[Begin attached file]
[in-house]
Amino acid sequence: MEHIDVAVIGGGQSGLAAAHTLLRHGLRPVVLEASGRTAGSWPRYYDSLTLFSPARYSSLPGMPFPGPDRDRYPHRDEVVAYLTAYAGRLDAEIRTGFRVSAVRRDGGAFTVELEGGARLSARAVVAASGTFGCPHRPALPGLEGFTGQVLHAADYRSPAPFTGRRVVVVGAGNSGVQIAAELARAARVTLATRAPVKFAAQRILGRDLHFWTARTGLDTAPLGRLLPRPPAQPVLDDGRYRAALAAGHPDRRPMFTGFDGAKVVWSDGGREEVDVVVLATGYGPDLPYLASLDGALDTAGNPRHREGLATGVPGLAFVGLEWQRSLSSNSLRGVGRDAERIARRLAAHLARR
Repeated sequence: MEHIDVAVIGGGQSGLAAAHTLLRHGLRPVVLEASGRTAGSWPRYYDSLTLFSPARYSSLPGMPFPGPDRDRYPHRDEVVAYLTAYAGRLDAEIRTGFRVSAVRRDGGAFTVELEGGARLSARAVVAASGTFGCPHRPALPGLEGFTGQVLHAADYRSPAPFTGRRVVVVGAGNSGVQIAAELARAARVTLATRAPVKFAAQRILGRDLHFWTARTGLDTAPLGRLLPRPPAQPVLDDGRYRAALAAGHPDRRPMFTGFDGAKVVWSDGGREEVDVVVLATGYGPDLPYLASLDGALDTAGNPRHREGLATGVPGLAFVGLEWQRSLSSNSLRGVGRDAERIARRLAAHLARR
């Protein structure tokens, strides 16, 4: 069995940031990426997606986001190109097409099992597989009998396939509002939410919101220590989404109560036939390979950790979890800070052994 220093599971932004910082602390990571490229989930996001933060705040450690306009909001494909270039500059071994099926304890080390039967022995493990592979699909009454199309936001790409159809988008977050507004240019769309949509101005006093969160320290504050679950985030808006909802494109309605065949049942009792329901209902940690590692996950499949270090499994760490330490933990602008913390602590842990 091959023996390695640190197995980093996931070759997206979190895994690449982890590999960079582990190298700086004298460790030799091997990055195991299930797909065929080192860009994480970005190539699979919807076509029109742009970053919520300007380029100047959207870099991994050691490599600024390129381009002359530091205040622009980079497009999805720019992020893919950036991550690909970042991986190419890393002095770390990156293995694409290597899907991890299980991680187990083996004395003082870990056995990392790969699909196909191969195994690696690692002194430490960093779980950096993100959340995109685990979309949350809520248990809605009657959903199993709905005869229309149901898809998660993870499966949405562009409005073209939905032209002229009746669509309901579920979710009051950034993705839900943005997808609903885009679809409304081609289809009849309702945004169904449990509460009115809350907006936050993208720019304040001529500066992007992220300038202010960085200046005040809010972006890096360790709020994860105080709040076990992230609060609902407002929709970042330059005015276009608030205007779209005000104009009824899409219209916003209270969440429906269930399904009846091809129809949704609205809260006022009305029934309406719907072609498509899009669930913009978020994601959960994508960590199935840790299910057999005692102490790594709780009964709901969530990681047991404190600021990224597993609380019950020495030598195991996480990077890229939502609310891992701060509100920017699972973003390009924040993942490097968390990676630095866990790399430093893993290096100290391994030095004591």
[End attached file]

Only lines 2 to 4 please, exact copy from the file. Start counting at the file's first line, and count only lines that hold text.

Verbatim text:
Amino acid sequence: MEHIDVAVIGGGQSGLAAAHTLLRHGLRPVVLEASGRTAGSWPRYYDSLTLFSPARYSSLPGMPFPGPDRDRYPHRDEVVAYLTAYAGRLDAEIRTGFRVSAVRRDGGAFTVELEGGARLSARAVVAASGTFGCPHRPALPGLEGFTGQVLHAADYRSPAPFTGRRVVVVGAGNSGVQIAAELARAARVTLATRAPVKFAAQRILGRDLHFWTARTGLDTAPLGRLLPRPPAQPVLDDGRYRAALAAGHPDRRPMFTGFDGAKVVWSDGGREEVDVVVLATGYGPDLPYLASLDGALDTAGNPRHREGLATGVPGLAFVGLEWQRSLSSNSLRGVGRDAERIARRLAAHLARR
Repeated sequence: MEHIDVAVIGGGQSGLAAAHTLLRHGLRPVVLEASGRTAGSWPRYYDSLTLFSPARYSSLPGMPFPGPDRDRYPHRDEVVAYLTAYAGRLDAEIRTGFRVSAVRRDGGAFTVELEGGARLSARAVVAASGTFGCPHRPALPGLEGFTGQVLHAADYRSPAPFTGRRVVVVGAGNSGVQIAAELARAARVTLATRAPVKFAAQRILGRDLHFWTARTGLDTAPLGRLLPRPPAQPVLDDGRYRAALAAGHPDRRPMFTGFDGAKVVWSDGGREEVDVVVLATGYGPDLPYLASLDGALDTAGNPRHREGLATGVPGLAFVGLEWQRSLSSNSLRGVGRDAERIARRLAAHLARR
């Protein structure tokens, strides 16, 4: 069995940031990426997606986001190109097409099992597989009998396939509002939410919101220590989404109560036939390979950790979890800070052994 220093599971932004910082602390990571490229989930996001933060705040450690306009909001494909270039500059071994099926304890080390039967022995493990592979699909009454199309936001790409159809988008977050507004240019769309949509101005006093969160320290504050679950985030808006909802494109309605065949049942009792329901209902940690590692996950499949270090499994760490330490933990602008913390602590842990 091959023996390695640190197995980093996931070759997206979190895994690449982890590999960079582990190298700086004298460790030799091997990055195991299930797909065929080192860009994480970005190539699979919807076509029109742009970053919520300007380029100047959207870099991994050691490599600024390129381009002359530091205040622009980079497009999805720019992020893919950036991550690909970042991986190419890393002095770390990156293995694409290597899907991890299980991680187990083996004395003082870990056995990392790969699909196909191969195994690696690692002194430490960093779980950096993100959340995109685990979309949350809520248990809605009657959903199993709905005869229309149901898809998660993870499966949405562009409005073209939905032209002229009746669509309901579920979710009051950034993705839900943005997808609903885009679809409304081609289809009849309702945004169904449990509460009115809350907006936050993208720019304040001529500066992007992220300038202010960085200046005040809010972006890096360790709020994860105080709040076990992230609060609902407002929709970042330059005015276009608030205007779209005000104009009824899409219209916003209270969440429906269930399904009846091809129809949704609205809260006022009305029934309406719907072609498509899009669930913009978020994601959960994508960590199935840790299910057999005692102490790594709780009964709901969530990681047991404190600021990224597993609380019950020495030598195991996480990077890229939502609310891992701060509100920017699972973003390009924040993942490097968390990676630095866990790399430093893993290096100290391994030095004591």